"As commander in chief, it was his obligation to remove that small number of troops who were there," the official said. "That orderly withdrawal is taking place now. We're not going to put our soldiers, sailors, airmen, and Marines at risk. It's a relatively small number of our troops and they will be moving to more secure areas over the next several days."
An official with the Syrian Democratic Forces told Business Insider that it is not realistic to expect Kurdish forces will have enough troops to both defend against a Turkish invasion and guard thousands of ISIS prisoners, which have been in their custody since ISIS's last stronghold fell this year.
Trump has made clear that Turkey will be responsible for preventing any ISIS fighters being held by the SDF from escaping, the senior administration official said on Monday.
"The United States also made it clear that if there is any sort of a reconstitution of ISIS or any sort of ISIS activity in the zone of operations, that the Turks would bear full responsibility for dealing with the potential for such a recurrence of violence on the part of ISIS," the official said.
None of the ISIS fighters and their families captured by the SDF will be transferred to Naval Station Guantanamo Bay, Cuba, or prisons in the United States, the official said.
Trump has come under intense criticism from both Republicans and Democrats, who are accusing him of allowing the Turks to wipe out the U.S. military's Kurdish allies in Syria.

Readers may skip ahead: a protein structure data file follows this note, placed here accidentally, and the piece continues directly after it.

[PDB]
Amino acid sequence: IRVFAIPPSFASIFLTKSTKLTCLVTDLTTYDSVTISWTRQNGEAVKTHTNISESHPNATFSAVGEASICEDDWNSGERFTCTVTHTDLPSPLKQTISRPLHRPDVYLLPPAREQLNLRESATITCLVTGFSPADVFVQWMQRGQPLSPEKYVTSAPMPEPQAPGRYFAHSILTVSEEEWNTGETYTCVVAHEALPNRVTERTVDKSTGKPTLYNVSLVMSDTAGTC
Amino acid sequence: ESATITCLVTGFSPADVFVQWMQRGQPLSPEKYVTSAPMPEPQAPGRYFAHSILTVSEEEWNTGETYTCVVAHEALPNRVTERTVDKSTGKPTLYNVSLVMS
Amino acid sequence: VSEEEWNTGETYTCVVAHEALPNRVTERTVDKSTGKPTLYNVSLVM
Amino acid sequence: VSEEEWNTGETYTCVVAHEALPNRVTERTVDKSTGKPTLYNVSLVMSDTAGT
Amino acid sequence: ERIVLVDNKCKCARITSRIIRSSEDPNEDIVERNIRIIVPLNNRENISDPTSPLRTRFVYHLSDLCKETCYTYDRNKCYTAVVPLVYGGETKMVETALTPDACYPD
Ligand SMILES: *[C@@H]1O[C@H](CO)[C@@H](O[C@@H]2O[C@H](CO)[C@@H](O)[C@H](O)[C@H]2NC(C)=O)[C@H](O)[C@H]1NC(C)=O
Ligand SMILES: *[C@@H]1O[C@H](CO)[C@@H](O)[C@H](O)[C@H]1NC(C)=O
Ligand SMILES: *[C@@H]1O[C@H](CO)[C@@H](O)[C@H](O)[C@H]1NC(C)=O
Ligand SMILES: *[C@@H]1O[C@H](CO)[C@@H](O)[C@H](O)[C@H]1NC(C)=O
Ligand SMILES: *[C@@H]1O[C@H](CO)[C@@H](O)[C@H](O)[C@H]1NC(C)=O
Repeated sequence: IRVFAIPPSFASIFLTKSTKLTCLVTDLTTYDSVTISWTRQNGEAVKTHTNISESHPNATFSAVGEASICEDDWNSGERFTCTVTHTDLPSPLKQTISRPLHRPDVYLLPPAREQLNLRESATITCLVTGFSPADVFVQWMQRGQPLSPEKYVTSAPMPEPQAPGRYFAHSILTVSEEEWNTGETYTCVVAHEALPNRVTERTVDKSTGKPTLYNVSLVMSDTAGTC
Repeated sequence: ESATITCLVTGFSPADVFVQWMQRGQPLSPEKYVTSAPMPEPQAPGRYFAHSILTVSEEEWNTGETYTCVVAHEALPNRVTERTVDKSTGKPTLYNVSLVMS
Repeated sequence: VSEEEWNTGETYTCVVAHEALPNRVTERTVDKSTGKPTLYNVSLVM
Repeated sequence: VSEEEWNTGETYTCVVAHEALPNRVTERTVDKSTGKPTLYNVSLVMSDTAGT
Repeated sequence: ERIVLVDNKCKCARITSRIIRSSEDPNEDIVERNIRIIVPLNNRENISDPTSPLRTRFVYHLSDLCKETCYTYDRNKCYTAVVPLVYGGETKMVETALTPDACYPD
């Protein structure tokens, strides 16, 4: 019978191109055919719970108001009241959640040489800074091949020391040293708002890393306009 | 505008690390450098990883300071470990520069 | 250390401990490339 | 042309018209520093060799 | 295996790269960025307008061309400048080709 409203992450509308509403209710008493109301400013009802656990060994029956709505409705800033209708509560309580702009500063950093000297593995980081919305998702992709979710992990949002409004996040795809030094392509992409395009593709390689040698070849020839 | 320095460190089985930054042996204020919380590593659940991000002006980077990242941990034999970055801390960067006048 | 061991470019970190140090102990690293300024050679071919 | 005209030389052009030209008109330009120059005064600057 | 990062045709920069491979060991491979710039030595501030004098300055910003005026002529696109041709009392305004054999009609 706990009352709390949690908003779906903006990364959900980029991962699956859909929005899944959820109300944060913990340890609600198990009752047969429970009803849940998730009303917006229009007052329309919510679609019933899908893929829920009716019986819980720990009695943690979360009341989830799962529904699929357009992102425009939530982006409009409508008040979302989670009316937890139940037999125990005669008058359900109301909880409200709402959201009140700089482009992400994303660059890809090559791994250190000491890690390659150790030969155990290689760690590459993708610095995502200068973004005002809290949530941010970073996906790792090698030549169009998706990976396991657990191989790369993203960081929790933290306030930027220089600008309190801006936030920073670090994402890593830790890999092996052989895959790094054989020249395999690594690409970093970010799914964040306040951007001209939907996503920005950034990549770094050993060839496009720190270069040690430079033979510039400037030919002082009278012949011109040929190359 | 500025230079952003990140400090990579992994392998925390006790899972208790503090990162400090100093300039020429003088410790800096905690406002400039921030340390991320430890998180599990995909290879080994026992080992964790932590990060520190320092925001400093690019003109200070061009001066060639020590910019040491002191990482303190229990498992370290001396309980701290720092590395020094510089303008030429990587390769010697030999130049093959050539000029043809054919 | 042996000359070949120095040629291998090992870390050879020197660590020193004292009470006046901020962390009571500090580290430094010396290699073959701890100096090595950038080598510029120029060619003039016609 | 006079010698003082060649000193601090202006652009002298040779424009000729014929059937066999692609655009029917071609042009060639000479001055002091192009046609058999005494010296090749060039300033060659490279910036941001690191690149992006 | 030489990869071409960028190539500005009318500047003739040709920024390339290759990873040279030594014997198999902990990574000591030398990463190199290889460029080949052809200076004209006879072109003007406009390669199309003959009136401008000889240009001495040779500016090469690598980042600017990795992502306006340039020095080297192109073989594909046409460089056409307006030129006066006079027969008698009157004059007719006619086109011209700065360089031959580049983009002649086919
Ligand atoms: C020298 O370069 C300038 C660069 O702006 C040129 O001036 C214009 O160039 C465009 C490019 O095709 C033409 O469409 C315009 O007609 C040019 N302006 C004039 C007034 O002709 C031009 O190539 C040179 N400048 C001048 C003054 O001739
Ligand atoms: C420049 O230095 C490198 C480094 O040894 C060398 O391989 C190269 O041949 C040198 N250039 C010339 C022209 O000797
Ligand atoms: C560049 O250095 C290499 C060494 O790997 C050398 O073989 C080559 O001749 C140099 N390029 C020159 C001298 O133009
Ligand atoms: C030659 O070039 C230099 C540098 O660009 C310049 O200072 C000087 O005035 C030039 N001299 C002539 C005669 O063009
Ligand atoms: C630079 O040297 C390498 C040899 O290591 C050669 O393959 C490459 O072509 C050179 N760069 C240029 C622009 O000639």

"We degraded ISIS using Kurds as the ground force," Sen Marco Rubio (R-Fla.) tweeted on Monday. "Now we have abandoned them & they face annihilation at the hands of the Turkish military."
When asked about lawmakers' concerns that the United States has given the Turks a green light to massacre Kurds, the official pushed back.
"We have made it very clear to the Turks that we do not endorse the operation and we don't support the operation and we're not going to be involved with the operation," the official said. "For anyone to characterize the fact that the president is taking care to make sure that our soldiers, sailors, airmen, and Marines are safe as somehow being the green light for a massacre is irresponsible and doesn't comport with the reality of the situation."
UPDATE: This story was updated on Oct. 8 with comments from Jonathan Hoffman.